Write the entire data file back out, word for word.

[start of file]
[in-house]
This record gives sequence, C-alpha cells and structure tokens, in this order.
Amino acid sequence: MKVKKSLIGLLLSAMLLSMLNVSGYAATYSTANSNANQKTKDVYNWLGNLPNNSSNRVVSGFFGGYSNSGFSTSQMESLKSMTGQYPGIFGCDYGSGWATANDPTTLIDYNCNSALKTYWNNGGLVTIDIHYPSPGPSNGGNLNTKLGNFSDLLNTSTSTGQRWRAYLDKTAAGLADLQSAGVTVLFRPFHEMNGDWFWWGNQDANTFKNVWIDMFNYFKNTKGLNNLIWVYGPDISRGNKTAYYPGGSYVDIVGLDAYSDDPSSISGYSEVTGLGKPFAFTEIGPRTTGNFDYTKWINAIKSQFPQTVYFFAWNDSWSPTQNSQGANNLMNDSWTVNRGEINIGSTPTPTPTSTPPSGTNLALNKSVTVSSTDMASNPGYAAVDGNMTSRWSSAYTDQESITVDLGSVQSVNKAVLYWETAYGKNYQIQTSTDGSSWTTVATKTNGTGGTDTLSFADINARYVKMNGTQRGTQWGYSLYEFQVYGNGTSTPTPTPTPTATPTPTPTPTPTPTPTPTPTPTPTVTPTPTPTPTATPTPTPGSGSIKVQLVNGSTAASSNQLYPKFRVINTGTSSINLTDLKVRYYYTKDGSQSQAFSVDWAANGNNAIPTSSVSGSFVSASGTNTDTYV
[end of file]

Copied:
[in-house]
This record gives sequence, C-alpha cells and structure tokens, in this order.
Amino acid sequence: MKVKKSLIGLLLSAMLLSMLNVSGYAATYSTANSNANQKTKDVYNWLGNLPNNSSNRVVSGFFGGYSNSGFSTSQMESLKSMTGQYPGIFGCDYGSGWATANDPTTLIDYNCNSALKTYWNNGGLVTIDIHYPSPGPSNGGNLNTKLGNFSDLLNTSTSTGQRWRAYLDKTAAGLADLQSAGVTVLFRPFHEMNGDWFWWGNQDANTFKNVWIDMFNYFKNTKGLNNLIWVYGPDISRGNKTAYYPGGSYVDIVGLDAYSDDPSSISGYSEVTGLGKPFAFTEIGPRTTGNFDYTKWINAIKSQFPQTVYFFAWNDSWSPTQNSQGANNLMNDSWTVNRGEINIGSTPTPTPTSTPPSGTNLALNKSVTVSSTDMASNPGYAAVDGNMTSRWSSAYTDQESITVDLGSVQSVNKAVLYWETAYGKNYQIQTSTDGSSWTTVATKTNGTGGTDTLSFADINARYVKMNGTQRGTQWGYSLYEFQVYGNGTSTPTPTPTPTATPTPTPTPTPTPTPTPTPTPTPTVTPTPTPTPTATPTPTPGSGSIKVQLVNGSTAASSNQLYPKFRVINTGTSSINLTDLKVRYYYTKDGSQSQAFSVDWAANGNNAIPTSSVSGSFVSASGTNTDTYV